The life and times of paramount chief Lenana
By Amos Kareithi
In life, the British employed all tricks in the books to control his influence. They did nothing as a simple case of dysentery drained him, reducing his body to a shell similar to that of an old shaky man.
This was a man who had for years been regarded as the Government’s most trusted ally, a man who provided reinforcements when needed to subdue rebellious communities. They even paid him a salary and treated his signature, an illiterate mark, as priceless asset. But as he lay dying, the Government simply monitored his worsening condition from afar, never providing transport to a health facility or medication.
Morans perform a traditional dance.
After all, the paramount chief, Lenana son of Mbatian did not qualify for the medical scheme and so no vehicle could be availed to fetch him from his home, a mere 16 kilometres from Kiserian to Nairobi. Inevitably, when Lenana finally succumbed to the disease on March 7, 1911, senior Government officials rushed to view his body, including Girouard Percy, the then governor of the East African Protectorate.
They were now paying glowing tribute to the fallen chief, a man who had prematurely aged due to hard living: at 40 years, he looked weak and ancient. The British beseeched the grieving community to respect the Laibon’s death wish.
The Government officials claimed that Lenana’s last wish had been for the Maasai to move away from Laikipia so as to pave way for the establishment of the White Highlands, exclusively occupied by the white settlers.
No ordinary herdsman
The intriguing life of Lenana, (corrupted from Olonana) started in 1870, when one of the 100 wives of Mbatian gave birth to a baby boy at Ngoshua, near Monduli at the foothills of Mt Kilimanjaro, Africa’s highest snow peaked mountain. Although Lenana was born in a home with many children, he was an only son to his mother, in a community where sons were held in high esteem.
Mbatian was not an ordinary Maasai herdsman as he occupied a central place in the life of the community. He was a Laibon, upon whom the prosperity of the community depended with precise predictions.
Mbatian was a descendant of the famous Inkindongi, the man with prophetic powers who had wandered into Maasai land by chance. Inkindongi is believed to have wandered into Ngong in 1640 where he got lost and was rescued by a herdsman who handed him over to Ilaiser clan. Other prominent descendants of Inkindongi included Supet, Sitonik, Kerika, Kipepeti, Parinyombi, Mweiya and Lesigereishi.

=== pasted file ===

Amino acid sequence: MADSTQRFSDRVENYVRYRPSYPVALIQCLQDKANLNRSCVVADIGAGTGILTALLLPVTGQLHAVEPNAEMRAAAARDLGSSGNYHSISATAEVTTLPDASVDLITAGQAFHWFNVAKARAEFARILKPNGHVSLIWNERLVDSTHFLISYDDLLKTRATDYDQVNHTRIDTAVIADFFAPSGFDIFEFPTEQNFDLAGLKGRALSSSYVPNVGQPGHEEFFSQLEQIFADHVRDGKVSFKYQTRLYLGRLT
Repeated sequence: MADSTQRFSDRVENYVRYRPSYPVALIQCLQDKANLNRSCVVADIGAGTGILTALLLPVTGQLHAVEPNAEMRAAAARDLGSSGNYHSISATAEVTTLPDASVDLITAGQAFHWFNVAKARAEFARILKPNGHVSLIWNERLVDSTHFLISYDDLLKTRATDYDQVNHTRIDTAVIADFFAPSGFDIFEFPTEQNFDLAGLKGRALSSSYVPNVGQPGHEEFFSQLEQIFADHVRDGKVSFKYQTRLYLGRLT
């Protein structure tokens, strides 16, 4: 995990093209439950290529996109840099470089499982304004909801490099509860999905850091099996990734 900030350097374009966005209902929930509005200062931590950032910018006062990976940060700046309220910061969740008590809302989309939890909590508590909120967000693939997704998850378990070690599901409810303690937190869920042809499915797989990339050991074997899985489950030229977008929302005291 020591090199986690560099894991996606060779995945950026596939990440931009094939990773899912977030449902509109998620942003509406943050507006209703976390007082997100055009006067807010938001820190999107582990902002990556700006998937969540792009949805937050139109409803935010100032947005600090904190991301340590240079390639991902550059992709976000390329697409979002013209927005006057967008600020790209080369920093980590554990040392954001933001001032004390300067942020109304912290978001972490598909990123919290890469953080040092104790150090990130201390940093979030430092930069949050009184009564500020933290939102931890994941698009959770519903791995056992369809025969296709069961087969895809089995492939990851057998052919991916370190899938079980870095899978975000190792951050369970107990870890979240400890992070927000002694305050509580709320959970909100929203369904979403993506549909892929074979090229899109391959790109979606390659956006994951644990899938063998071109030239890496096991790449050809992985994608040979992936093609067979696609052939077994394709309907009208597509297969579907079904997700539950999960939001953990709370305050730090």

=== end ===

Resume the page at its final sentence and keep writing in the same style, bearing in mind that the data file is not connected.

Traditions and customs allowed an Inkindongi (Laiboin) to marry without paying bride price and accumulate a lot of wealth in form of cattle. This explains the theatrics that were employed by the various sons of the reigning Laibon to succeed their father when he was too old.
Lenana was circumcised in 1882 and initiated into the Il Talala age group although these rites had been delayed by his father because of the Iloikop wars that were fought between 1830 and 1880 among different factions of the Maasai. Historian Peter Ndege in his book Olonana Ole Mbatian says that Lenana was apprenticed prophet as he like other sons of his father had prophetic powers that were hereditary.
“He was however disadvantaged as Mbatian preferred to teach his favourite son, Senteu how to discharge the duties of a Laibon. He would allow Senteu to deal with his clients to get practical knowledge. He was preparing Senteu to succeed him,” Ndege observes. Lenana perfected the Laibon’s skills by watching his father at work whenever he had an opportunity and gradually developed his own client base and following.
During his youth the Ilkipiak war, pitting the Ilkipiak clan of Uasin Gishu and the Ilpurko clan of Naivasha and Nakuru intensified, exacerbated by Mbatian’s cousin Koikot who challenged his leadership as the Laibon and ultimately saw Koikot defeated and driven to Loroki plateau in Samburu.
So devastating was the defeat that some of Koikoti’s followers were deprived of their livestock and forced to live as hunters and gathers, ultimately becoming Iltorobo (Ndorobo). This was around 1874 and although Lenana was too young to participate he experienced the effects at a time everybody lived in perpetual fear of attacks.
When calm prevailed in his homeland, Lenana was initiated into manhood when he was about 19 years old. Even as the IlPurko clan celebrated the defeat of Koikot and his followers, the conflict also marked the beginning of the end of Mbatian whose health was rapidly deteriorating.